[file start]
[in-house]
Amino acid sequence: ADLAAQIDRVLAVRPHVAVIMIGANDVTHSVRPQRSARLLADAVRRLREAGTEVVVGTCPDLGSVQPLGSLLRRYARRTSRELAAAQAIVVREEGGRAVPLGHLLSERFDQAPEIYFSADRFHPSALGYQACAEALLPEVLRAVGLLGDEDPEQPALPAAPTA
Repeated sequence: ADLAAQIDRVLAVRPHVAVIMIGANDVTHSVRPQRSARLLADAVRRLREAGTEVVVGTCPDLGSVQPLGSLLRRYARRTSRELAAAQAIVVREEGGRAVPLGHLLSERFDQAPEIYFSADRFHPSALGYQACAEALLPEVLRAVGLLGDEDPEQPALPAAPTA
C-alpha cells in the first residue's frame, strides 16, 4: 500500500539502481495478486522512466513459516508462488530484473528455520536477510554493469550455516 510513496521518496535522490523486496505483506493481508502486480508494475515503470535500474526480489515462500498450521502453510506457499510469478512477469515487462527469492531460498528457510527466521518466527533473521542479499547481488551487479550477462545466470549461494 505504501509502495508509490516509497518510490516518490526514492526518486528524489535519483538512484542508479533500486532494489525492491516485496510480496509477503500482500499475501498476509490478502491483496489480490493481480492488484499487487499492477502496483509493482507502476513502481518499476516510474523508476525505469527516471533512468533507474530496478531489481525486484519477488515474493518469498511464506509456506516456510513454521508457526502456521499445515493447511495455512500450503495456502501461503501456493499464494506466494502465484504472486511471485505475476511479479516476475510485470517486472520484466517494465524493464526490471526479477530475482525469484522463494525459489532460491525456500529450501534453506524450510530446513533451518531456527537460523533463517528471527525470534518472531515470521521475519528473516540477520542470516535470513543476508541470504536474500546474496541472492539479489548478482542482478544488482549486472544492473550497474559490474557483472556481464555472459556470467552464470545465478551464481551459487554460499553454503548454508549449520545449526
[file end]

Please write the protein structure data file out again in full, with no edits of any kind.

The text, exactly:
[in-house]
Amino acid sequence: ADLAAQIDRVLAVRPHVAVIMIGANDVTHSVRPQRSARLLADAVRRLREAGTEVVVGTCPDLGSVQPLGSLLRRYARRTSRELAAAQAIVVREEGGRAVPLGHLLSERFDQAPEIYFSADRFHPSALGYQACAEALLPEVLRAVGLLGDEDPEQPALPAAPTA
Repeated sequence: ADLAAQIDRVLAVRPHVAVIMIGANDVTHSVRPQRSARLLADAVRRLREAGTEVVVGTCPDLGSVQPLGSLLRRYARRTSRELAAAQAIVVREEGGRAVPLGHLLSERFDQAPEIYFSADRFHPSALGYQACAEALLPEVLRAVGLLGDEDPEQPALPAAPTA
C-alpha cells in the first residue's frame, strides 16, 4: 500500500539502481495478486522512466513459516508462488530484473528455520536477510554493469550455516 510513496521518496535522490523486496505483506493481508502486480508494475515503470535500474526480489515462500498450521502453510506457499510469478512477469515487462527469492531460498528457510527466521518466527533473521542479499547481488551487479550477462545466470549461494 505504501509502495508509490516509497518510490516518490526514492526518486528524489535519483538512484542508479533500486532494489525492491516485496510480496509477503500482500499475501498476509490478502491483496489480490493481480492488484499487487499492477502496483509493482507502476513502481518499476516510474523508476525505469527516471533512468533507474530496478531489481525486484519477488515474493518469498511464506509456506516456510513454521508457526502456521499445515493447511495455512500450503495456502501461503501456493499464494506466494502465484504472486511471485505475476511479479516476475510485470517486472520484466517494465524493464526490471526479477530475482525469484522463494525459489532460491525456500529450501534453506524450510530446513533451518531456527537460523533463517528471527525470534518472531515470521521475519528473516540477520542470516535470513543476508541470504536474500546474496541472492539479489548478482542482478544488482549486472544492473550497474559490474557483472556481464555472459556470467552464470545465478551464481551459487554460499553454503548454508549449520545449526